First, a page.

On Saturday, I joined a Francophone group on a walking tour to explore Indian and Pakistani culture in Paris. For lunch, we went to the passage du Prado in the 10th arrondissement, where a number of inexpensive restaurants can be found.
Because of limited space in the small restaurants there, our group split into two. A number of us ate at Ile aux Cerfs, an establishment that specializes in the cuisine of the island of Mauritius. Mauritian cuisine is a blend of Indian, African, Chinese, and European influences.
The menu offers a wide variety of dishes, including goat, fish, beef, and chicken. Most of the dishes are served with rice and a vegetable. I spotted Briani Poisson Capitaine, a rice-based fish dish, for only 5.50€.
I was served a portion of perch (capitaine), smothered in long-grain rice flavored with saffron and cinnamon and a “salad” of grated carrot. The rice was quite savory, the fish was somewhat dry, and the grated carrot was fresh. In spite of the dryness of the fish, I enjoyed this course.
The most expensive dishes on the menu were 8.50€. One of my dining companions ordered one of these, the Carri Cabri P.D.Terre Riz Salade, a plate of stewed goat smothered in spicy gravy and served with potatoes, rice, and salad.
For dessert I ordered a cake made from manioc flour and dusted with grated coconut. I wasn’t sure of what to expect, and was quite pleased to discover that it was delicious! I later found a recipe for the cake on the Internet and learned that it contains not only manioc flour, but also coconut milk and eggs. It has a silken, gelatinous texture, but because it is dusted with grated coconut, it can be picked up with the fingers to be eaten. The portion of cake cost only 1.20€.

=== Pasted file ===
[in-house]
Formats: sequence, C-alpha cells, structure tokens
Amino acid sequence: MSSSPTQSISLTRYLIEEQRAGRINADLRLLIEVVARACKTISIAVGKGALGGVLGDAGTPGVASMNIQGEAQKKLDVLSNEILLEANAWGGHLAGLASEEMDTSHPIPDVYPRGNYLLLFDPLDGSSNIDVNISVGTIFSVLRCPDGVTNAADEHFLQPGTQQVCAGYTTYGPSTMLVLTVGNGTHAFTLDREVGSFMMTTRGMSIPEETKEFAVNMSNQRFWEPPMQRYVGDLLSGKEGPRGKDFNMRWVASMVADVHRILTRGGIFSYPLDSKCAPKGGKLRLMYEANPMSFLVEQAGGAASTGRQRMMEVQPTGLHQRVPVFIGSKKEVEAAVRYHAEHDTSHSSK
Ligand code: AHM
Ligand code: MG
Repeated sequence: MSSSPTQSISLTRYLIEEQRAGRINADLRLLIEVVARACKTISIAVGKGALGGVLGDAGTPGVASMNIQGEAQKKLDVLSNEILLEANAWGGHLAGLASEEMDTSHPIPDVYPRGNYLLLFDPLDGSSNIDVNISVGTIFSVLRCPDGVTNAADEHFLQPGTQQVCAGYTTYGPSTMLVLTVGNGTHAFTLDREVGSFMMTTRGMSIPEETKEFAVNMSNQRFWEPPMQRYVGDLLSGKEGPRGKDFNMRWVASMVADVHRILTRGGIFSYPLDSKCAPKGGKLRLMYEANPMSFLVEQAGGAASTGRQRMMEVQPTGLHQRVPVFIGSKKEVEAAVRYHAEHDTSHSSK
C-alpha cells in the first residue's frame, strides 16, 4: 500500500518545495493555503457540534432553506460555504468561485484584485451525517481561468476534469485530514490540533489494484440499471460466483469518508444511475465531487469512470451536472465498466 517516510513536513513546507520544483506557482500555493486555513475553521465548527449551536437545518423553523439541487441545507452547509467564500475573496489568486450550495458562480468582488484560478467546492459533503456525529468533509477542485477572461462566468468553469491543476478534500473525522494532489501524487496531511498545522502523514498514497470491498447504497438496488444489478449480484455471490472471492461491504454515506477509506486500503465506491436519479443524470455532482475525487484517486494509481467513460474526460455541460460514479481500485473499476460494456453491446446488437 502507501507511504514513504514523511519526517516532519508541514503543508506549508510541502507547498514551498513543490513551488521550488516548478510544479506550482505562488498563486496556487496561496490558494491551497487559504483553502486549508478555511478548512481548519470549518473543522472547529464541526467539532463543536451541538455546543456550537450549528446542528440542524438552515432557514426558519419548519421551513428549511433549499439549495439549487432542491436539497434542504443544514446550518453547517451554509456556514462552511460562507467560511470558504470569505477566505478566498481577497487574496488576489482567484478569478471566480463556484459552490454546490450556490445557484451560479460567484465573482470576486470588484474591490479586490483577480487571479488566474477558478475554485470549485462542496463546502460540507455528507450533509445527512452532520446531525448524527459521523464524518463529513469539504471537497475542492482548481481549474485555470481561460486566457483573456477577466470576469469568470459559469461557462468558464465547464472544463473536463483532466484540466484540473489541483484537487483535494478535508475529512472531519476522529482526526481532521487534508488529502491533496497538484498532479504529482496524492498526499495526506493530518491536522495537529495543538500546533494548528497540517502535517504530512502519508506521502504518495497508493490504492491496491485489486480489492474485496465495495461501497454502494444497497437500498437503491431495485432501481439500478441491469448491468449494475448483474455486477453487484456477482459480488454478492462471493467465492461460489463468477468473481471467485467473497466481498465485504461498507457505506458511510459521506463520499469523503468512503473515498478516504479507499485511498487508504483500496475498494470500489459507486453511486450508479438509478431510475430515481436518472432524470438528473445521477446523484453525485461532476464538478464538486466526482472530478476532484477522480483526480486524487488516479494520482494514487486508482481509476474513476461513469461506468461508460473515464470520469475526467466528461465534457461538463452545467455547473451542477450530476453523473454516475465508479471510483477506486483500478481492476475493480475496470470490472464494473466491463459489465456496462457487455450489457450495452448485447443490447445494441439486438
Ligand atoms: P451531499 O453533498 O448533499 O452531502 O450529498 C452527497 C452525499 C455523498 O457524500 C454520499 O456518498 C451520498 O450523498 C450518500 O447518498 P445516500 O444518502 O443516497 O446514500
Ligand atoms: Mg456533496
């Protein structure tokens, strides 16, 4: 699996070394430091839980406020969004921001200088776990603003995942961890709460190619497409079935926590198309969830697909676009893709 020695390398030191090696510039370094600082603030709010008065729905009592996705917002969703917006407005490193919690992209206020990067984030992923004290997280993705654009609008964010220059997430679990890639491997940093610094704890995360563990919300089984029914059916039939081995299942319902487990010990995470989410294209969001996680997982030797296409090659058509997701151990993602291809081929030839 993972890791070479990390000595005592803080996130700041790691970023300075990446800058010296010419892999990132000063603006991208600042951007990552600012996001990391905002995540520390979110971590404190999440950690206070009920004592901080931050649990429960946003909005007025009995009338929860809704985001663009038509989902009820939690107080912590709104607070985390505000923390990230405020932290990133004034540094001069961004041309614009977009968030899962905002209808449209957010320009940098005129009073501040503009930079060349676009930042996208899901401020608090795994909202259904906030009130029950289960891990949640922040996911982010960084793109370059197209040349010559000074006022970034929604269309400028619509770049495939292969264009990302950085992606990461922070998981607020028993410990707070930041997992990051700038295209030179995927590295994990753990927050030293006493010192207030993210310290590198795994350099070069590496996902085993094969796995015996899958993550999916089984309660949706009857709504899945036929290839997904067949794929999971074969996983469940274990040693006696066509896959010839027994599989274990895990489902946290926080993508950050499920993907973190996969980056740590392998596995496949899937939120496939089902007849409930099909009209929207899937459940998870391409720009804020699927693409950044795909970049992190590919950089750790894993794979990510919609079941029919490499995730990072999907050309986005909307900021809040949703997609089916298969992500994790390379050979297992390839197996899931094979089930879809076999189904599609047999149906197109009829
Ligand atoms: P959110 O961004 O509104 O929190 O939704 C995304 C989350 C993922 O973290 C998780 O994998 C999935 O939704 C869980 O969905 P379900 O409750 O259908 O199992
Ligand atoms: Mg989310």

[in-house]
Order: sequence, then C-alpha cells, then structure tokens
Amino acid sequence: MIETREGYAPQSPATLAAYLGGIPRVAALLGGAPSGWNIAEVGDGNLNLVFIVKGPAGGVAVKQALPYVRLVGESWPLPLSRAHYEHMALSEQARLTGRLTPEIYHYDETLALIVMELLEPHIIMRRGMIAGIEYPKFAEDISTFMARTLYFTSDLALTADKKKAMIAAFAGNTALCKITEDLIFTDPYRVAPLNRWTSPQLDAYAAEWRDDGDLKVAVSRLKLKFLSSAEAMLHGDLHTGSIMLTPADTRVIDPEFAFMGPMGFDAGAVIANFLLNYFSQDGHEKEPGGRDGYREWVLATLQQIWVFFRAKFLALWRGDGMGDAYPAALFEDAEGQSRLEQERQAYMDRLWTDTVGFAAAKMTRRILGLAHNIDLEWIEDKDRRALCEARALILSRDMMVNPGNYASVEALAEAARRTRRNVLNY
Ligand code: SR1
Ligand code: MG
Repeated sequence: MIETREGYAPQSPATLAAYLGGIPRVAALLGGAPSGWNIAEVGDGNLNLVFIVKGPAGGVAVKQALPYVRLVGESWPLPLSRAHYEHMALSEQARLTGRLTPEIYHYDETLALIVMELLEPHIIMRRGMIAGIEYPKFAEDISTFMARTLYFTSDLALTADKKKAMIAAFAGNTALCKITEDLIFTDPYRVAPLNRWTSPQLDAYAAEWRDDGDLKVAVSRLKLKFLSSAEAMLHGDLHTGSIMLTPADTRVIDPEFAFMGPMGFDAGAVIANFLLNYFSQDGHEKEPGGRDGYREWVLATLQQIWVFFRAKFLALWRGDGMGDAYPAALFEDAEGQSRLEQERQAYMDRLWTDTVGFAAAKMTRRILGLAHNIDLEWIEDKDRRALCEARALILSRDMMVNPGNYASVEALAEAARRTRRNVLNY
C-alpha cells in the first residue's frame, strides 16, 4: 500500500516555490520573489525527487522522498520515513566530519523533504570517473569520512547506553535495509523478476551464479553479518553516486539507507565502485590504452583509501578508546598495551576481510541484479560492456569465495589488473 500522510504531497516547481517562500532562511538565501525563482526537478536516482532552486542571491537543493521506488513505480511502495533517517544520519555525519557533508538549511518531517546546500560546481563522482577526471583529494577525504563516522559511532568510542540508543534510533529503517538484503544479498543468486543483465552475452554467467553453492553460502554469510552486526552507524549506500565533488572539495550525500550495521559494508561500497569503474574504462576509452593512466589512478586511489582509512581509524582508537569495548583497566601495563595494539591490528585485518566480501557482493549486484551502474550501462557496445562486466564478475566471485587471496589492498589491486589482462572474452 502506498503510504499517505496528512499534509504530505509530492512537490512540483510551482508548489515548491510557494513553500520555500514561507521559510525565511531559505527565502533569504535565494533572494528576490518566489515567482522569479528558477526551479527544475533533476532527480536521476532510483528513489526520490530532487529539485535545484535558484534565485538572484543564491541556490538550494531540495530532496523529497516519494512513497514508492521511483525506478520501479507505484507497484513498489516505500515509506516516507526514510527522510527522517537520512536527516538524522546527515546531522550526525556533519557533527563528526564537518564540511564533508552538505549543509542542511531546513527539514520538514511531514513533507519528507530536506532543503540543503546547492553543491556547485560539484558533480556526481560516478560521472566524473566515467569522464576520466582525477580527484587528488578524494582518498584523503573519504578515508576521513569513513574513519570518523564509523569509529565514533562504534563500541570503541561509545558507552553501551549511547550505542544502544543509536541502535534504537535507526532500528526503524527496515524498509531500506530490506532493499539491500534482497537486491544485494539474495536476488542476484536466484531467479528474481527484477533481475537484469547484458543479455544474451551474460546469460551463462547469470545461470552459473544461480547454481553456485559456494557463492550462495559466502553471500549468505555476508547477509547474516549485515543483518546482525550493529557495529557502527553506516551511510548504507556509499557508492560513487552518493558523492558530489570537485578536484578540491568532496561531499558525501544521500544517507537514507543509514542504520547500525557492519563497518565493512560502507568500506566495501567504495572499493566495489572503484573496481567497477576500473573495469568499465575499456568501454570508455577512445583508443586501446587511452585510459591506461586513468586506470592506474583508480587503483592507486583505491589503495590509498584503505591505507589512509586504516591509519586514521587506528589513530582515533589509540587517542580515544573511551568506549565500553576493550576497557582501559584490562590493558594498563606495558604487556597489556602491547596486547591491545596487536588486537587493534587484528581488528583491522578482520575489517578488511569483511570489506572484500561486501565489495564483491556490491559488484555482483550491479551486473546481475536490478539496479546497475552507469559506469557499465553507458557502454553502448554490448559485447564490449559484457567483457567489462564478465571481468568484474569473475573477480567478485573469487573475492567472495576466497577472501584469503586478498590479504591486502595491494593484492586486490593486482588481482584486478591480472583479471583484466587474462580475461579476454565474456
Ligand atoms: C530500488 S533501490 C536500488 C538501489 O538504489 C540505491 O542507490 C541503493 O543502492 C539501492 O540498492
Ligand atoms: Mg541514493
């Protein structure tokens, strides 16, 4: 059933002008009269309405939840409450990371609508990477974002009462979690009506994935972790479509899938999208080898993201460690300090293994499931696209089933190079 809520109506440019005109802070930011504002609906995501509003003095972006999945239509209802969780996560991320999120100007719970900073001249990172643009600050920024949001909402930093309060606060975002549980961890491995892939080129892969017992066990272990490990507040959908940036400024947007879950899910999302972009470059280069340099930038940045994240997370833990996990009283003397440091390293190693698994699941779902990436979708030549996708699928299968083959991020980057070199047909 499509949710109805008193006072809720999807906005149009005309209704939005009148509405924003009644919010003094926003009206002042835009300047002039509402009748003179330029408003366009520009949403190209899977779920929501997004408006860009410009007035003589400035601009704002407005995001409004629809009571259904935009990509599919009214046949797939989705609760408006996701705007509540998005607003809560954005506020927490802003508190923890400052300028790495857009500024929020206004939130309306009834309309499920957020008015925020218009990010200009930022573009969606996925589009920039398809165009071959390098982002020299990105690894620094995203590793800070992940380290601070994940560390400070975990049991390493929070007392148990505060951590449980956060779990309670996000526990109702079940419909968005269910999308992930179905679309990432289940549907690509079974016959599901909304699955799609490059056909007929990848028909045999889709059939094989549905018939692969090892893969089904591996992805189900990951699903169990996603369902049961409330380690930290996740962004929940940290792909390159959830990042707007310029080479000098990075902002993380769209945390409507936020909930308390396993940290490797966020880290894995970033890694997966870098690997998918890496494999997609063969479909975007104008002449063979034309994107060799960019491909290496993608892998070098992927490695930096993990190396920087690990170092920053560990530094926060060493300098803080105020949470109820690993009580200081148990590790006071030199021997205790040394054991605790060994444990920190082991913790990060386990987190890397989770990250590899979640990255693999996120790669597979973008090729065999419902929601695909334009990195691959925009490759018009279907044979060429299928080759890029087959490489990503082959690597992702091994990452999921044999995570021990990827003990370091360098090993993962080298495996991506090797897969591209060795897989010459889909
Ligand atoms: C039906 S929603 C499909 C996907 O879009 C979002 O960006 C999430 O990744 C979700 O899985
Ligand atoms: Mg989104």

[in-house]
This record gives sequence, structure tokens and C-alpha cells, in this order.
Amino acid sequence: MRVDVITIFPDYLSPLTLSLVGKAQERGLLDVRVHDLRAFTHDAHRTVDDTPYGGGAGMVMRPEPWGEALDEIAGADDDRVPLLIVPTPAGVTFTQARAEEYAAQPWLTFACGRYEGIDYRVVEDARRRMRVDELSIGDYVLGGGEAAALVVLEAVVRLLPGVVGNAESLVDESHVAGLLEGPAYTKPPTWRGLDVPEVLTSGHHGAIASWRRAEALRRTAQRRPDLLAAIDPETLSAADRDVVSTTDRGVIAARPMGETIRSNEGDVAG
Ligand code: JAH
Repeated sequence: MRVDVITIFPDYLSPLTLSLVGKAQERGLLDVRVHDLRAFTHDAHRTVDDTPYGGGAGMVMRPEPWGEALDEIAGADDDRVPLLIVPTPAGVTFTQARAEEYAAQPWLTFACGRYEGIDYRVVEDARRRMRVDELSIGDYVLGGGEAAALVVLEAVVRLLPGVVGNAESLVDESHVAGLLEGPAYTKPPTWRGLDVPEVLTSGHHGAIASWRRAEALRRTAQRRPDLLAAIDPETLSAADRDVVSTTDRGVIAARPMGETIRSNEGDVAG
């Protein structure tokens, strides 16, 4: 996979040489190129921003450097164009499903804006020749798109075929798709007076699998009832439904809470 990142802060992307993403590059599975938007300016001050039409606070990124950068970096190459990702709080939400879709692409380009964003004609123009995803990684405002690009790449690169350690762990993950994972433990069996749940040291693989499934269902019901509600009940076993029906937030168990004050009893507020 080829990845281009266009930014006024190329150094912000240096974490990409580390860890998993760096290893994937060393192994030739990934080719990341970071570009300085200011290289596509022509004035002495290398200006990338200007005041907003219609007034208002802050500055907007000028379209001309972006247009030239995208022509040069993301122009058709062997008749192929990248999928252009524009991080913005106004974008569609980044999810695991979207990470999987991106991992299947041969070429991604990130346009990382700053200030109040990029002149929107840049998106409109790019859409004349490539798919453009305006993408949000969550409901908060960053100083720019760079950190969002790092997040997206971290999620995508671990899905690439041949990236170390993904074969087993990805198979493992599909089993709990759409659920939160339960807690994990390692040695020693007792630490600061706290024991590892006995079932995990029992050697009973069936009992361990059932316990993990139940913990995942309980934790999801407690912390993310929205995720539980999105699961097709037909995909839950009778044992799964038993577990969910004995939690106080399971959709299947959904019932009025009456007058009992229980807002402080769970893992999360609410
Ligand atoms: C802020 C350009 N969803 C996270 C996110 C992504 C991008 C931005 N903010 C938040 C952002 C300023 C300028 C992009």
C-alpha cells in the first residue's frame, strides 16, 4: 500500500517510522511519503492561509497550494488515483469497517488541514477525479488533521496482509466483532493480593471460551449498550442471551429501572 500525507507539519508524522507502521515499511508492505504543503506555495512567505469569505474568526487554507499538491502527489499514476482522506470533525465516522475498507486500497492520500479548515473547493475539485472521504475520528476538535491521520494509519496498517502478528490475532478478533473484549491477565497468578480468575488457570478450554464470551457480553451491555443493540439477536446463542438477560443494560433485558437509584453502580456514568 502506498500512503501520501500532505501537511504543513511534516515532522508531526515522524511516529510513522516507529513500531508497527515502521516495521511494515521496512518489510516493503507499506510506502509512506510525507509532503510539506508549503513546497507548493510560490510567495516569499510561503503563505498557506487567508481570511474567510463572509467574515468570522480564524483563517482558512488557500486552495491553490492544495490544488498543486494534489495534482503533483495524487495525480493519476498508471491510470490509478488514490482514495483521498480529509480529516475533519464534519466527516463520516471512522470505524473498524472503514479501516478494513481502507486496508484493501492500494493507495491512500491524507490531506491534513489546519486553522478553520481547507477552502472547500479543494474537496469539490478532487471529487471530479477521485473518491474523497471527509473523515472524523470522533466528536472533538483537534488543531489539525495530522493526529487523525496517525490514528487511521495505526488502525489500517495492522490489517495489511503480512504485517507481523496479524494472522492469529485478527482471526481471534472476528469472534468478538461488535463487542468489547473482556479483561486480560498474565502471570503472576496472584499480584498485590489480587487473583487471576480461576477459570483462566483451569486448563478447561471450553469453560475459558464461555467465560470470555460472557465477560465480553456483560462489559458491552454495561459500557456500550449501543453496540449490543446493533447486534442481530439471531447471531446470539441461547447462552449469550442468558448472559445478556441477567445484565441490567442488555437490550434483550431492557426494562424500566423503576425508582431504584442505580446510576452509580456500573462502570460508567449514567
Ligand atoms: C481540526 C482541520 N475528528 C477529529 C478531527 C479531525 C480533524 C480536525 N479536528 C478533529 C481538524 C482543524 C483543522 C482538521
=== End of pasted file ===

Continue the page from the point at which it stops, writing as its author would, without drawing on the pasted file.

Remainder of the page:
My total bill, including the fish dish, the cake, and a small bottle of sparkling water (beer and wine are not served here), came to 8.80€. Quite a bargain for such a filling meal!
The small restaurant is a popular place and by the time we finished our meal many of the tables were occupied.
A confined dining area is one of the first things that one must learn to expect when dining in inexpensive restaurants in Paris. (I sat elbow to elbow with the dining companions to my left and right during the meal.) However, the restrictive space at Ile aux Cerfs is compensated by friendly service and a good, inexpensive meal. It represents a great option for travelers on a limited budget.
Ile aux Cerfs
12, rue du Faubourg Saint-Denis
8 – 10, passage du Prado
Metro: Strasbourg-Saint-Denis (Lines 4, 8, and 9)
We participate in Wanderfood Wednesdays. Head over there to explore food from around the world!
Like our blog? Join us on Facebook!